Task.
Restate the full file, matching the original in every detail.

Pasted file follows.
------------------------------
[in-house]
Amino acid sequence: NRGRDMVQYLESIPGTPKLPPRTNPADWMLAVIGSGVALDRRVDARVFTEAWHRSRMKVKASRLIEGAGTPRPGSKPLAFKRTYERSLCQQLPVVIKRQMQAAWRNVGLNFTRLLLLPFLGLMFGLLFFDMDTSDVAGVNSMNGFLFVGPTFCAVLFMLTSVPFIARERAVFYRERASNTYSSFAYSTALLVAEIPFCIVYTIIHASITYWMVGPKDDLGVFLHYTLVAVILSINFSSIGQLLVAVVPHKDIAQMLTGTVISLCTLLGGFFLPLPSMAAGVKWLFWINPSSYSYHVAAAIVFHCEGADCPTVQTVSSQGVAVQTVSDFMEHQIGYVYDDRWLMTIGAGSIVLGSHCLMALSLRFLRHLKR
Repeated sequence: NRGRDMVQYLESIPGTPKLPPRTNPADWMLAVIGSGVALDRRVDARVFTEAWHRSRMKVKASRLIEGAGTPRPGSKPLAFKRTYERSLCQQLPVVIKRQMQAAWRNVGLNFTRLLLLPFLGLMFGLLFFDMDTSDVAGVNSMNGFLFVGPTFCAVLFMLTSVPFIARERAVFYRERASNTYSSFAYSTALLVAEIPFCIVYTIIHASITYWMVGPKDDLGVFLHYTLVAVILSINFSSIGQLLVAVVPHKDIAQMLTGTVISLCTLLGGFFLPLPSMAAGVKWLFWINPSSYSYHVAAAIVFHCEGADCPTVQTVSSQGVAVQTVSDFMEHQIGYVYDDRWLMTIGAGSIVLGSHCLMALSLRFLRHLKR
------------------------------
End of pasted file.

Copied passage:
[in-house]
Amino acid sequence: NRGRDMVQYLESIPGTPKLPPRTNPADWMLAVIGSGVALDRRVDARVFTEAWHRSRMKVKASRLIEGAGTPRPGSKPLAFKRTYERSLCQQLPVVIKRQMQAAWRNVGLNFTRLLLLPFLGLMFGLLFFDMDTSDVAGVNSMNGFLFVGPTFCAVLFMLTSVPFIARERAVFYRERASNTYSSFAYSTALLVAEIPFCIVYTIIHASITYWMVGPKDDLGVFLHYTLVAVILSINFSSIGQLLVAVVPHKDIAQMLTGTVISLCTLLGGFFLPLPSMAAGVKWLFWINPSSYSYHVAAAIVFHCEGADCPTVQTVSSQGVAVQTVSDFMEHQIGYVYDDRWLMTIGAGSIVLGSHCLMALSLRFLRHLKR
Repeated sequence: NRGRDMVQYLESIPGTPKLPPRTNPADWMLAVIGSGVALDRRVDARVFTEAWHRSRMKVKASRLIEGAGTPRPGSKPLAFKRTYERSLCQQLPVVIKRQMQAAWRNVGLNFTRLLLLPFLGLMFGLLFFDMDTSDVAGVNSMNGFLFVGPTFCAVLFMLTSVPFIARERAVFYRERASNTYSSFAYSTALLVAEIPFCIVYTIIHASITYWMVGPKDDLGVFLHYTLVAVILSINFSSIGQLLVAVVPHKDIAQMLTGTVISLCTLLGGFFLPLPSMAAGVKWLFWINPSSYSYHVAAAIVFHCEGADCPTVQTVSSQGVAVQTVSDFMEHQIGYVYDDRWLMTIGAGSIVLGSHCLMALSLRFLRHLKR